The signal quality calculator circuit 323 can be configured to determine the signal quality of the signal metric. Signal quality can include signal strength, signal variability, or signal-to-noise ratio, among others. Examples of the signal variability can include range, inter-quartile range, standard deviation, variance, sample variance, or other first-order, second-order, or higher-order statistics representing the degree of variation. For example, in determining the quality of a signal metric of S1 heart sound intensity, the signal quality calculator circuit 323 can perform a plurality of measurements of the S1 heart sound intensity such as from a plurality of cardiac cycles during a specified period of time. The signal quality calculator circuit 323 can determine the variability of the S1 intensity by computing a variance of the plurality of measurements of the S1 intensity. A high signal quality, such as indicated by one or more of a high signal-to-noise ratio, a high signal strength, or a low signal variability, is desirable for identifying patients at the elevated risk of developing future HF events.

The signal sensitivity calculator circuit 321, the signal specificity calculator circuit 322, or the signal quality calculator circuit 323 can determine respective signal performance measures (e.g., signal sensitivity, specificity, or quality) using population-based statistics. For example, the signal metric of daily maximum respiration rate (MRR) can be measured in a cohort of patients with the chronic condition (such as renal disease) identical or similar to the present patient. Statistics such as the signal sensitivity, signal specificity, or signal quality with regard to the population-based daily MRR can be determined from the population-based data. These statistical data can be retrieved from a database or otherwise provided to the signal metrics performance analyzer circuit 320 and used by one or more of the signal sensitivity calculator circuit 321, the signal specificity calculator circuit 322, or the signal quality calculator circuit 323. In an example, the signal metrics performance analyzer circuit 320 can determine respective signal performance measures using both the population-based statistics (e.g., population-based sensitivity of daily MRR) and the performance measure of the patient (e.g., sensitivity of daily MRR).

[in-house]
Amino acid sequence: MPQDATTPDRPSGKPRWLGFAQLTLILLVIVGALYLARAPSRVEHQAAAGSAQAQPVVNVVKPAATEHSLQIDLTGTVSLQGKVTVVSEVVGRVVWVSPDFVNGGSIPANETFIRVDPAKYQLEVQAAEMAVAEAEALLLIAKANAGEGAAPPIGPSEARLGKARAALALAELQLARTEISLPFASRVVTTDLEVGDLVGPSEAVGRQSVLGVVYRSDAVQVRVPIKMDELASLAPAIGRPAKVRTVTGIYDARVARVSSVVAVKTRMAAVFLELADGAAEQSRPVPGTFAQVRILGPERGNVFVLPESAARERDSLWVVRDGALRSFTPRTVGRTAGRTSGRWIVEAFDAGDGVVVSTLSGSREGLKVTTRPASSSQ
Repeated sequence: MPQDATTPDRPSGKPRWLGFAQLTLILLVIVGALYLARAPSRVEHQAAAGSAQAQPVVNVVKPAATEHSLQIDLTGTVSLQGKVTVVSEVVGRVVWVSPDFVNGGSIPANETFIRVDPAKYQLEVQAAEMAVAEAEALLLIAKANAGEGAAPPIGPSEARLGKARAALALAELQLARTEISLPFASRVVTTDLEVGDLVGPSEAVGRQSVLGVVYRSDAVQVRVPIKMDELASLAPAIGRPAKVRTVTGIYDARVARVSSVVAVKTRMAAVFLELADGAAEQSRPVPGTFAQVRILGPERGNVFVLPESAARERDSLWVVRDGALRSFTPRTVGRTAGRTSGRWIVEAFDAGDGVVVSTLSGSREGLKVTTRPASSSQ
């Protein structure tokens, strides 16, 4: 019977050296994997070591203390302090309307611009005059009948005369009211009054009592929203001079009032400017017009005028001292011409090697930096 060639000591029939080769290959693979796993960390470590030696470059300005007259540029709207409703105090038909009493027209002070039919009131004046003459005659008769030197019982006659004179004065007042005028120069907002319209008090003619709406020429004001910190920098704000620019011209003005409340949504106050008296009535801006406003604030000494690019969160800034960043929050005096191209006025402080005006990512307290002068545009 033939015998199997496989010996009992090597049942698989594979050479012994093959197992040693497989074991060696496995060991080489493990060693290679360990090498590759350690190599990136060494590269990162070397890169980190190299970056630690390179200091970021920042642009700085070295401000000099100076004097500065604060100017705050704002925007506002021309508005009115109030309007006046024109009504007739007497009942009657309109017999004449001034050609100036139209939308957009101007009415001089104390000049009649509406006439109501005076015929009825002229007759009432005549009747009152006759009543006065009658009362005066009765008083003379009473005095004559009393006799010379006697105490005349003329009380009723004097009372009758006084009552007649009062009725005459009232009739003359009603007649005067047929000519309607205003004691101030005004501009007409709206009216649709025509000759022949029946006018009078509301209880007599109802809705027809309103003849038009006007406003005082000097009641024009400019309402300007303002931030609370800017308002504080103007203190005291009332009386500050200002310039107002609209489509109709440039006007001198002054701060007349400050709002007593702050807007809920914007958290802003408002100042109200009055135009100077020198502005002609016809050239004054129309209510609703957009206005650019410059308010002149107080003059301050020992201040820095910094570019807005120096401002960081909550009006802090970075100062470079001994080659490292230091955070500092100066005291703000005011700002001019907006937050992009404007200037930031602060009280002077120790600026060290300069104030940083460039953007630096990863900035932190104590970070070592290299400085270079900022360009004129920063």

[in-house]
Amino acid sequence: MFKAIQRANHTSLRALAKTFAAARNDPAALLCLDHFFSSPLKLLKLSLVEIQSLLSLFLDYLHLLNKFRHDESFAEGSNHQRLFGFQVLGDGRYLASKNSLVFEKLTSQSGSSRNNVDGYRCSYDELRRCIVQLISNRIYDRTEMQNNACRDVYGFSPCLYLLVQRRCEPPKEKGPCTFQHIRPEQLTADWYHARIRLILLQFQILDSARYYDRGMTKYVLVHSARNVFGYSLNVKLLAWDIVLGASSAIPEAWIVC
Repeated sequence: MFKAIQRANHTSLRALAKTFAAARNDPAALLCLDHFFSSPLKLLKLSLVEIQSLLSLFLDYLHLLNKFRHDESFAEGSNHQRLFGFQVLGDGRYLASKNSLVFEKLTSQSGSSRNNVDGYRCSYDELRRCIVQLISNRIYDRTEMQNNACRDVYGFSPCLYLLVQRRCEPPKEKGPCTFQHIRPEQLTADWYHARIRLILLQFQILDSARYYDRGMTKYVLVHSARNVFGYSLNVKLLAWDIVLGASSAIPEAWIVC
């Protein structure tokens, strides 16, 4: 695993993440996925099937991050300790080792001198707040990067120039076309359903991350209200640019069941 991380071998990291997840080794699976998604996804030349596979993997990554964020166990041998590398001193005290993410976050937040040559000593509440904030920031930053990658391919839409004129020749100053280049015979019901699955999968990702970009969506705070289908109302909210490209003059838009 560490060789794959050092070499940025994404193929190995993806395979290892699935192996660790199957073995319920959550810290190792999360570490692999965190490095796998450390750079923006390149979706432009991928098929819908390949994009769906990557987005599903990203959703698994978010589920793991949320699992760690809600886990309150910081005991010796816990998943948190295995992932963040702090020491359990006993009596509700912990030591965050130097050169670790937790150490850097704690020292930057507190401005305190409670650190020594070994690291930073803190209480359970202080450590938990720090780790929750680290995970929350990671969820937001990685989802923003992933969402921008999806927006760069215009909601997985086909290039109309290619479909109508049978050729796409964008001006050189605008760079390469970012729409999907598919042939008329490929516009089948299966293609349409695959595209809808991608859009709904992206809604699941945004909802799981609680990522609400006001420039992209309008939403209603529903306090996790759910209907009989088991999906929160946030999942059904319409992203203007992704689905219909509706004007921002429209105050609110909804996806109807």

The signal metrics performance comparator 330 can be coupled to the signal metrics performance analyzer circuit 320, and configured to select one or more signal metrics from a plurality of signal metrics based at least in part on a comparison of the performance measures including the signal sensitivity, the signal specificity, or the signal quality, or any combination thereof. In an example, the signal metrics performance comparator 330 can compute a composite performance score for a signal metric using a linear combination or nonlinear combination of one or more of performance measures. The composite performance score can then be compared to a specified threshold to determine whether the signal metric can be selected. For example, a composite performance score (FMRR) for the signal metric of daily maximum respiration rate (MRR) can be computed as FMRR=a*Ss+b*Sp+c*Q, where a, b, c are scalar weights to respective performance measures sensitivity (Ss), specificity (Sp), and quality (Q). The signal metrics performance comparator 330 can select daily MRR as a sensor-based “risk stratifier” for predicting the likelihood of future HF decompensation event if FMRR exceeds a specified threshold, e.g., FMRR>FMRR-TH. In another example, the signal metrics performance comparator 330 can select the signal metric when one or more performance measures meet specified criteria. For example, the signal metrics performance comparator 330 can select daily MRR for identifying patient's risk of developing future HF decompensation event if sensitivity, specificity, or quality each exceeds respective threshold, e.g., Ss>Ss-TH, Sp>Sp-TH, or Q>QTH.